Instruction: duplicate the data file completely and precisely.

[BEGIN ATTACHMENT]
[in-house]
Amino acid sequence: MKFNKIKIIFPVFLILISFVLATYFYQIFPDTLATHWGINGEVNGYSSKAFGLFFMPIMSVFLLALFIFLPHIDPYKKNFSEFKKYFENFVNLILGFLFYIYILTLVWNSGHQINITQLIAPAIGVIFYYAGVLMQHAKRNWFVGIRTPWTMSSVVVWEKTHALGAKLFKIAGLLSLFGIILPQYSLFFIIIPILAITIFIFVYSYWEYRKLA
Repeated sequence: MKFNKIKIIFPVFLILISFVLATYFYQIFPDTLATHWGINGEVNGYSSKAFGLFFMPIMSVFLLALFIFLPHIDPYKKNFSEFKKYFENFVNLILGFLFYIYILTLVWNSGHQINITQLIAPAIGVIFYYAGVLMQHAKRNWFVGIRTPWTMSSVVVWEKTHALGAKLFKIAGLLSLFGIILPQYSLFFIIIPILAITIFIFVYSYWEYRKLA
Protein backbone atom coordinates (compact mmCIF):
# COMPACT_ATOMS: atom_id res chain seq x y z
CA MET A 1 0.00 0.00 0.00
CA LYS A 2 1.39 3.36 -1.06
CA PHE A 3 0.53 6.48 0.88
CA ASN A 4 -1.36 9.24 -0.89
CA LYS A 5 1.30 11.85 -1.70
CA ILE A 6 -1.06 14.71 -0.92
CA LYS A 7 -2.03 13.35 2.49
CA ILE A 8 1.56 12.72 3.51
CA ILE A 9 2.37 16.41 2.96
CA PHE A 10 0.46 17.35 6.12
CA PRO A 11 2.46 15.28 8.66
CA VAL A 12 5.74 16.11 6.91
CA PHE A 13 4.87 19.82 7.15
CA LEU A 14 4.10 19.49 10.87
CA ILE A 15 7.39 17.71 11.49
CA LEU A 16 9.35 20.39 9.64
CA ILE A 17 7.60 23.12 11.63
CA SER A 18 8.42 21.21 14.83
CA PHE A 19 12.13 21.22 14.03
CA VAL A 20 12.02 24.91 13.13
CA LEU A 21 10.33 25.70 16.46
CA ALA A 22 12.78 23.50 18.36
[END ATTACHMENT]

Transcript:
[in-house]
Amino acid sequence: MKFNKIKIIFPVFLILISFVLATYFYQIFPDTLATHWGINGEVNGYSSKAFGLFFMPIMSVFLLALFIFLPHIDPYKKNFSEFKKYFENFVNLILGFLFYIYILTLVWNSGHQINITQLIAPAIGVIFYYAGVLMQHAKRNWFVGIRTPWTMSSVVVWEKTHALGAKLFKIAGLLSLFGIILPQYSLFFIIIPILAITIFIFVYSYWEYRKLA
Repeated sequence: MKFNKIKIIFPVFLILISFVLATYFYQIFPDTLATHWGINGEVNGYSSKAFGLFFMPIMSVFLLALFIFLPHIDPYKKNFSEFKKYFENFVNLILGFLFYIYILTLVWNSGHQINITQLIAPAIGVIFYYAGVLMQHAKRNWFVGIRTPWTMSSVVVWEKTHALGAKLFKIAGLLSLFGIILPQYSLFFIIIPILAITIFIFVYSYWEYRKLA
Protein backbone atom coordinates (compact mmCIF):
# COMPACT_ATOMS: atom_id res chain seq x y z
CA MET A 1 0.00 0.00 0.00
CA LYS A 2 1.39 3.36 -1.06
CA PHE A 3 0.53 6.48 0.88
CA ASN A 4 -1.36 9.24 -0.89
CA LYS A 5 1.30 11.85 -1.70
CA ILE A 6 -1.06 14.71 -0.92
CA LYS A 7 -2.03 13.35 2.49
CA ILE A 8 1.56 12.72 3.51
CA ILE A 9 2.37 16.41 2.96
CA PHE A 10 0.46 17.35 6.12
CA PRO A 11 2.46 15.28 8.66
CA VAL A 12 5.74 16.11 6.91
CA PHE A 13 4.87 19.82 7.15
CA LEU A 14 4.10 19.49 10.87
CA ILE A 15 7.39 17.71 11.49
CA LEU A 16 9.35 20.39 9.64
CA ILE A 17 7.60 23.12 11.63
CA SER A 18 8.42 21.21 14.83
CA PHE A 19 12.13 21.22 14.03
CA VAL A 20 12.02 24.91 13.13
CA LEU A 21 10.33 25.70 16.46
CA ALA A 22 12.78 23.50 18.36